She has performed at clubs, concerts and festivals in the United States, Canada and Europe, is a founding member of the DC Blues Society, has written about the Blues for several publications, and has produced a video documentary, "Blues House Party," which
features Archie Edwards along with other well known area Piedmont blues musicians such as John Jackson and John Cephas.
Her recordings include "Preaching in the Wilderness" on the Marimac label with Bill Ellis and Andy Cohen; appearances on several anthologies, including the 25th Anniversary Kent State Folk Festival collection and "Sisterfire: Music by Women" with the late gospel singer Flora Molton; two recordings with Flora Molton, "I Want to Be Ready to Hear God When He Calls" on Mrs. Molton's own Lively Stone label, and "Flora Molton," recorded for radio France; and several duets with blues artist Neil Harpe on a CD released in 2000.
(Hear Eleanor perform “Diving Duck” with Mike Baytop and Mr. Bones on our Sounds page.)
Miles Spicer, currently Assistant Treasurer of the Archie Edwards Blues Heritage Foundation, was born in Washington, DC in 1962. He is a graduate of the University of Maryland.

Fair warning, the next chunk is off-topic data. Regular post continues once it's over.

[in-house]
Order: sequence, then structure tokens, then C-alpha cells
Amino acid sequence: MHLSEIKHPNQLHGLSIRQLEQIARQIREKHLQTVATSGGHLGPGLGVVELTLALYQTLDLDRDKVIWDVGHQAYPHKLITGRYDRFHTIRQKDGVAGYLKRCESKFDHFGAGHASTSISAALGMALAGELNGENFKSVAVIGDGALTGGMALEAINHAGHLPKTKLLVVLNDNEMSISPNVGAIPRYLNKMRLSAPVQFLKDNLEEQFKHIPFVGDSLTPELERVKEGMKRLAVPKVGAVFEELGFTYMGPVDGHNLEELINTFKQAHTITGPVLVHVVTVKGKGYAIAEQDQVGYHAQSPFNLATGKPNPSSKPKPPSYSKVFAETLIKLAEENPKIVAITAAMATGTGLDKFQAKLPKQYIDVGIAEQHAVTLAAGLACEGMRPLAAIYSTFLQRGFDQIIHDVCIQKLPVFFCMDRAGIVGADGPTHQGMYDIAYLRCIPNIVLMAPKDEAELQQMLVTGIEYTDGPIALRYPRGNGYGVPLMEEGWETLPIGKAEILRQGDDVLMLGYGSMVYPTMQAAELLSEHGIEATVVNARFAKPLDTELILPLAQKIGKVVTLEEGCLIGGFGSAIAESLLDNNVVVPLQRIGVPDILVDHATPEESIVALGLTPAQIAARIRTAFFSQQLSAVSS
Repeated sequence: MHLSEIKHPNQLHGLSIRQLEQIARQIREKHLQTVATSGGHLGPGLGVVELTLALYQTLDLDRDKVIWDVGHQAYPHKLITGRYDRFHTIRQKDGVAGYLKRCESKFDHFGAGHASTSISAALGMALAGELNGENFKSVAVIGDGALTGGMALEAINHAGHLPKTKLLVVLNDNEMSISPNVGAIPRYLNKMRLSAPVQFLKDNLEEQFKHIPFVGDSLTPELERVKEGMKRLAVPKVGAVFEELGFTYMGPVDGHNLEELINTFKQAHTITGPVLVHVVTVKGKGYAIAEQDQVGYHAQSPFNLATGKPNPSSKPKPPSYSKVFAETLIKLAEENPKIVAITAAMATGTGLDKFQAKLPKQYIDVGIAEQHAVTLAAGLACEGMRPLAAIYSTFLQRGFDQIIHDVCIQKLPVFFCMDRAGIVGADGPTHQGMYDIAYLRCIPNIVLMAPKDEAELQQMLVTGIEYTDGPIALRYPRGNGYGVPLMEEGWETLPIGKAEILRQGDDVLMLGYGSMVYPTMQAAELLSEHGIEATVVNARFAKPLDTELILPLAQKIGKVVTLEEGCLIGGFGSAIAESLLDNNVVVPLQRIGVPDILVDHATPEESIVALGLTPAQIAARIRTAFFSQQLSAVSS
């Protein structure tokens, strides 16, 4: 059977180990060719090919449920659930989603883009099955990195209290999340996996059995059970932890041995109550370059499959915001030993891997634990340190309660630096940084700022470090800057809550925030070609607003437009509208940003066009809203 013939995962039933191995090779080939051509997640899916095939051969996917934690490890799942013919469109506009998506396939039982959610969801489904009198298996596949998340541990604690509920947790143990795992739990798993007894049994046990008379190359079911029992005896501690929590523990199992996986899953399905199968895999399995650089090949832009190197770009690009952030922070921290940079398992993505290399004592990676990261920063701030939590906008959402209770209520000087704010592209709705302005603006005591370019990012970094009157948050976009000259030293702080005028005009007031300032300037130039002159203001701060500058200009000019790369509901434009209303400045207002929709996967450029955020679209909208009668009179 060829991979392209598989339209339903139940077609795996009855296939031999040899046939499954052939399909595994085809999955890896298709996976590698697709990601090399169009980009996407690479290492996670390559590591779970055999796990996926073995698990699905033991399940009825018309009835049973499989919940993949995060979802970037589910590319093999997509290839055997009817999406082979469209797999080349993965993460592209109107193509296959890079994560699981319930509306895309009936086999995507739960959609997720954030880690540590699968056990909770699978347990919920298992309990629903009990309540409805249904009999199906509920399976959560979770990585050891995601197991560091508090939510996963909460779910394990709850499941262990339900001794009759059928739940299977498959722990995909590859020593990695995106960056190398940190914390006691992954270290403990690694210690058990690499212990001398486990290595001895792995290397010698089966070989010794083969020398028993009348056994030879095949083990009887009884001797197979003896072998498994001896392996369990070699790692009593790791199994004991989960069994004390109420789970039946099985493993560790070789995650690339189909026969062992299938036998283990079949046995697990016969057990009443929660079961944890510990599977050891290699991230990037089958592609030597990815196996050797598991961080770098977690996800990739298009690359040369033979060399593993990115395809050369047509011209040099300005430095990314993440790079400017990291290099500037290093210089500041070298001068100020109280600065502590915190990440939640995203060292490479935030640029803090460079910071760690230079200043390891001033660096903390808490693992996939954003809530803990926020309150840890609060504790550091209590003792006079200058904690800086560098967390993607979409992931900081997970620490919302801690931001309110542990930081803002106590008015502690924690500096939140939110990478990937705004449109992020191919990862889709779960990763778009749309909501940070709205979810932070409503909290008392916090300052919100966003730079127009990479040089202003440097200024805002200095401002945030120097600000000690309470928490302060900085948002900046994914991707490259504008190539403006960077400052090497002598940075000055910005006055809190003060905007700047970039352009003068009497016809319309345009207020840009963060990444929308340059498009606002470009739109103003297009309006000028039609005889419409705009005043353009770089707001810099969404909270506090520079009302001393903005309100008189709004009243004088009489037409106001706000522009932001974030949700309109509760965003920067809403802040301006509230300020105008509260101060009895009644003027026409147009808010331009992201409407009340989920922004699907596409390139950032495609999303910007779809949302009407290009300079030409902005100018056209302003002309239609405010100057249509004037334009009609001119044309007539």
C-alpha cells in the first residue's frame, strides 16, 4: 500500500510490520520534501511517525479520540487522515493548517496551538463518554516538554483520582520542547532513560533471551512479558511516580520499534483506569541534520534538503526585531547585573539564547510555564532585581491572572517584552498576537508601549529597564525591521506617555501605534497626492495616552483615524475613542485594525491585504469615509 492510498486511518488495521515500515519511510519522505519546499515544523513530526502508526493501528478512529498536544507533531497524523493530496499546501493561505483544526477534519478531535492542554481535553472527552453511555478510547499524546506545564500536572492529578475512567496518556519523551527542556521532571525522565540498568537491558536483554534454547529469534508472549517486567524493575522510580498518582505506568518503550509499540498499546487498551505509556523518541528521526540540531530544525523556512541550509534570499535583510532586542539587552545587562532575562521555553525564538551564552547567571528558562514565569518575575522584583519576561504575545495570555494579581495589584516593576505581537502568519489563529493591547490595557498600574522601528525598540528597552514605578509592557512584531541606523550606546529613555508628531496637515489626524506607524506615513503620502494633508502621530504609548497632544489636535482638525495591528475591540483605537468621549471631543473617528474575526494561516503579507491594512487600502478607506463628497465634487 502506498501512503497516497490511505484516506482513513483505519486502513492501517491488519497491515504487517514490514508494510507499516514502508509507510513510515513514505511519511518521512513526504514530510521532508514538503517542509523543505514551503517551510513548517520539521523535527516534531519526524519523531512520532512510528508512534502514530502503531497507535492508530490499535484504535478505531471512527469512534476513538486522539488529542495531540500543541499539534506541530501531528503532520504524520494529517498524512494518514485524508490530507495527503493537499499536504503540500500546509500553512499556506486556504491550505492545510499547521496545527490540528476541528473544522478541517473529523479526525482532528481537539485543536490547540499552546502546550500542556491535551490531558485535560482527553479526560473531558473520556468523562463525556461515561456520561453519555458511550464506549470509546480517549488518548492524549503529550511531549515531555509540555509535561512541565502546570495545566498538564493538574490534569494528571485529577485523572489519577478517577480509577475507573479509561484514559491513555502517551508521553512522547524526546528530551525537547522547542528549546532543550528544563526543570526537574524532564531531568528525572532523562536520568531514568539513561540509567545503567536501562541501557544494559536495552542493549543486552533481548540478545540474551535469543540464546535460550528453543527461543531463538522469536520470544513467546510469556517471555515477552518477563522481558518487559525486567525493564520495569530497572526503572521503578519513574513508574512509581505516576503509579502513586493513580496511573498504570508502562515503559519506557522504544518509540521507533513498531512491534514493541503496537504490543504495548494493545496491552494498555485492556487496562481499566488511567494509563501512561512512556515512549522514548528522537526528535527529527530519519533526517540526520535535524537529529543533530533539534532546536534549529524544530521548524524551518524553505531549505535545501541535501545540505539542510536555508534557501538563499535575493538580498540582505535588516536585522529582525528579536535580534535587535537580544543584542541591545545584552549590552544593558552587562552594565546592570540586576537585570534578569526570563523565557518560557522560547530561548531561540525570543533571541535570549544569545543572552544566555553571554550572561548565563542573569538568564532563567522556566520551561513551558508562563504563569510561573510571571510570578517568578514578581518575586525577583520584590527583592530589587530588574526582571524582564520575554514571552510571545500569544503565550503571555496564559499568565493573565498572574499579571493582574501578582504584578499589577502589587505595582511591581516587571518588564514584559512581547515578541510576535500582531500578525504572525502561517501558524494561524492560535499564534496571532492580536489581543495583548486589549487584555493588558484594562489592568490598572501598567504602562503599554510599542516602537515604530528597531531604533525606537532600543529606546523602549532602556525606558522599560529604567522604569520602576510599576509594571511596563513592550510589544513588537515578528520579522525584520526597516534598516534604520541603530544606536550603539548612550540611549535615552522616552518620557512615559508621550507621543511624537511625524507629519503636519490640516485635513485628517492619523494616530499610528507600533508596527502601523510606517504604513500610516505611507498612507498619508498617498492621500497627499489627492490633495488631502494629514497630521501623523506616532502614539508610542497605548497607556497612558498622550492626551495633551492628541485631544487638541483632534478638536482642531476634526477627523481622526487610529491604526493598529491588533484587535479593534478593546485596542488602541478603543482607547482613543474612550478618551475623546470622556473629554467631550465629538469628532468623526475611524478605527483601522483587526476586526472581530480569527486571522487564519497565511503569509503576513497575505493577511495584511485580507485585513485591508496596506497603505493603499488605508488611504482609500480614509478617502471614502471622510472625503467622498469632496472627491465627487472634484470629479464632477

Miles grew up in a home that appreciated and exposed him to many different types of music. His musical interests range from blues, funk and jazz to Cajun and classical. He began playing guitar in the early 1980s and credits his current musical path to his longtime associate David Jackson. Miles' influences include Archie Edwards, Bill Harris, John Cephas, and Mike Baytop.
Currently, Miles plays guitar with M.S.G., the Acoustic Blues Trio and the Riverdale Ramblers Cajun band. He also participates in most performances of Archie’s Barbershop. He has performed at the Bull Durham Blues Festival, the Smithsonian Institution Folklife Festival, the Washington Folk Festival, and the winter mini-fest of the Folklore Society of Greater Washington.
David Jackson was born in Culpepper Virginia in 1941 and is a distant relative of the late John Jackson. David got his first guitar from a neighbor in exchange for some farm work. The guitar was tuned to open E.